Brooklyn, NY — Trisha Ocona has dedicated a large part of her professional career to combating predatory housing practices. It is the main agenda of her campaign for Brooklyn Borough President, and she has been vocal about educating the community on the existence of the ‘Cease-and-Desist’ bill for the borough. She has served as Chairwoman for the Housing Committee and spent a decade on the Brooklyn Community Board 17, proving her expertise on the issue.
Trisha helped introduce it to the community board and first brought it to her senator and the New York State Senate a few years ago, and now Senate Bill S1256A is finally headed to the Governor’s desk for passage.
“This is not a new bill. It has been around for decades, and it just was never in the communities of color, where the issue is most seen,” Ocona says. Trisha brought it to the attention of her state senator because she teaches about cease and desist in her course at Baruch College and then discovered the state senate has to introduce it in each separate region in NYS.
After trying for many years to add her name and home to the list unsuccessfully, she realized that the law created to prevent discrimination was in itself discriminatory. As a disclosure, she is an appointed board member of the NYS Department of State Division of Licensing that regulates the cease and desist bill, and thought it was important to advocate for her fellow Brooklynites on the terrible issue of homeowner harassment.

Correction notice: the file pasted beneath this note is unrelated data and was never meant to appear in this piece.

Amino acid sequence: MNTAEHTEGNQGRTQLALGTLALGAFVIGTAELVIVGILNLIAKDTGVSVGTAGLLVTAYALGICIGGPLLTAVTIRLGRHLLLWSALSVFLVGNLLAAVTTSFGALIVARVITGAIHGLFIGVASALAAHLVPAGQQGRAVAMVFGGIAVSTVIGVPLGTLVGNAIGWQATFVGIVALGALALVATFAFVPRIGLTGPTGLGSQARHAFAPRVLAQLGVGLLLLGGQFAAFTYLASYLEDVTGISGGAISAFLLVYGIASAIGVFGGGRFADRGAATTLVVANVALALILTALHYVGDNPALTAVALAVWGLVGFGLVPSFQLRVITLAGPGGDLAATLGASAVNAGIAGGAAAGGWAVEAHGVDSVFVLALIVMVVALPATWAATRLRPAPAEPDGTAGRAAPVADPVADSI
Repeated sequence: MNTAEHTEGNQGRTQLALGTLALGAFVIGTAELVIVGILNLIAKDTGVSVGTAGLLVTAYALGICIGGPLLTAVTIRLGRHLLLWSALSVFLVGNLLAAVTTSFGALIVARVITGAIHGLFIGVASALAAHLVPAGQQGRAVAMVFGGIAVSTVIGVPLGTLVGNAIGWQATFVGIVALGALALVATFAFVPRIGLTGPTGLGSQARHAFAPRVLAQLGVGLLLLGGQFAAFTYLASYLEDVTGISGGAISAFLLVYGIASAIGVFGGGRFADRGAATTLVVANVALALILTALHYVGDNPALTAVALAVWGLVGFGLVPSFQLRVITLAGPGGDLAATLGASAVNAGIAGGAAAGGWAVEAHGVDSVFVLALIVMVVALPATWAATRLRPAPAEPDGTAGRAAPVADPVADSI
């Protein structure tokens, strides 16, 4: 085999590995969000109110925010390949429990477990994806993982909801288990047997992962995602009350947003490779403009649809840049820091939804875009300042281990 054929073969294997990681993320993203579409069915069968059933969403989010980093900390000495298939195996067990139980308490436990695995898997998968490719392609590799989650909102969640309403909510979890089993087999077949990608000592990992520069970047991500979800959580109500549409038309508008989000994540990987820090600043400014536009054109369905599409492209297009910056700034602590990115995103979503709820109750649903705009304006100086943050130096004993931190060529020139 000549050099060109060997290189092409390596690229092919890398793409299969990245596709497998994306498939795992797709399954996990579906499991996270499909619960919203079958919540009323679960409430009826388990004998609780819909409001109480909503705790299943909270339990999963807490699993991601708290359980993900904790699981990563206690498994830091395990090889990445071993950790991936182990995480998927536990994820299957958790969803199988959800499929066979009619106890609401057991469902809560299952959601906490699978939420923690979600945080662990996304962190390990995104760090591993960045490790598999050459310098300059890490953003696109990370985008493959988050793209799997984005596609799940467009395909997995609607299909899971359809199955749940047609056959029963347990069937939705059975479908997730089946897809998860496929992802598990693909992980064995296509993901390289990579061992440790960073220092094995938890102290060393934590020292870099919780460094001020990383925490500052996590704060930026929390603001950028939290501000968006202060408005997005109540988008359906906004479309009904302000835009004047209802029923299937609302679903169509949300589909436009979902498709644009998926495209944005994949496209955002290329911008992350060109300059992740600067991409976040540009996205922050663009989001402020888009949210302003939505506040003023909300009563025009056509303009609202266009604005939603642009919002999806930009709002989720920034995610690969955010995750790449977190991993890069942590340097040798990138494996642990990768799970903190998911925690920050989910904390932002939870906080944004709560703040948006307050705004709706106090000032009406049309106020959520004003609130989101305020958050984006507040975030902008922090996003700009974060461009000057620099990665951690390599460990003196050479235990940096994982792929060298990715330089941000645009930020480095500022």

Ocona clarifies that the ‘Cease-and-Desist’ bill answers blockbusting, will slow down gentrification and empowers homeowners to rally behind it. After years of inactivity, the bill was reintroduced in January and is now gaining steam in part to organizers like her purporting the measure’s benefits and thanks to support from the Community Board 17 in partnership with, The 300 East 25th St. Block Association, NHS Brooklyn, and Brooklyn Level Up. The area delegated as a “no harassment” zone would protect East Flatbush residents as the bill bars real-estate businesses from soliciting sales to homeowners and creates a directory of property owners under the protection years. It gives homeowners opportunities to get help from HUD approved community groups and Government agencies to preserve their homes without the harassment. Trisha explains, “This is important because once the housing moratorium lifts May 1st, there will, unfortunately, be an explosion of home foreclosure, and the cease and desist (non-solicitation) order will prevent harassment and deed scamming of the homeowners most vulnerable, especially our seniors.”
Trisha grew up in Brooklyn in a multicultural household and had been making it a point to remove the “We Buy Houses” signs she has seen plastered about in her neighborhood. She is frank when discussing the reality of these tactics and how they target the most vulnerable people. The bombardment of solicitations makes homeowners feel unwelcome and adds pressure to cash out before they get pushed out. The overarching goal is to facilitate putting policies in place that protect and empower low-and moderate-income homeowners. Trisha Ocona encourages citizens call their local state senator and tell them how they want them to vote to complete the survey.
Connect with Trisha: Trishaocona.com | @TrishaOconaForBrooklyn